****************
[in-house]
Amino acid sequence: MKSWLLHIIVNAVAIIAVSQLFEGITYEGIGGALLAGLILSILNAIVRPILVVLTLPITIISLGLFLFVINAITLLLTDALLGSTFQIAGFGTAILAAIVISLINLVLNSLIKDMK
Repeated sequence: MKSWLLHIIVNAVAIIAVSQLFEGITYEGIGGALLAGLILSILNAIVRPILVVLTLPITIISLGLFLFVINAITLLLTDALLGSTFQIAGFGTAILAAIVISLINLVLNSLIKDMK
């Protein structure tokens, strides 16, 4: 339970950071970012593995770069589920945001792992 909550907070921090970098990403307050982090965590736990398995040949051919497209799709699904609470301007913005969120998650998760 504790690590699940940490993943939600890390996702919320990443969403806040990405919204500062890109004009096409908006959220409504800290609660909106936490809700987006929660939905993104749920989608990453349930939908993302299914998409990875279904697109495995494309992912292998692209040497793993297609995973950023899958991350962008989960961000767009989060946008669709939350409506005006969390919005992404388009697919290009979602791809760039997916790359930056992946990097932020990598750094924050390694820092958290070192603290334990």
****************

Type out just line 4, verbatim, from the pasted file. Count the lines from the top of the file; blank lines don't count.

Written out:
């Protein structure tokens, strides 16, 4: 339970950071970012593995770069589920945001792992 909550907070921090970098990403307050982090965590736990398995040949051919497209799709699904609470301007913005969120998650998760 504790690590699940940490993943939600890390996702919320990443969403806040990405919204500062890109004009096409908006959220409504800290609660909106936490809700987006929660939905993104749920989608990453349930939908993302299914998409990875279904697109495995494309992912292998692209040497793993297609995973950023899958991350962008989960961000767009989060946008669709939350409506005006969390919005992404388009697919290009979602791809760039997916790359930056992946990097932020990598750094924050390694820092958290070192603290334990």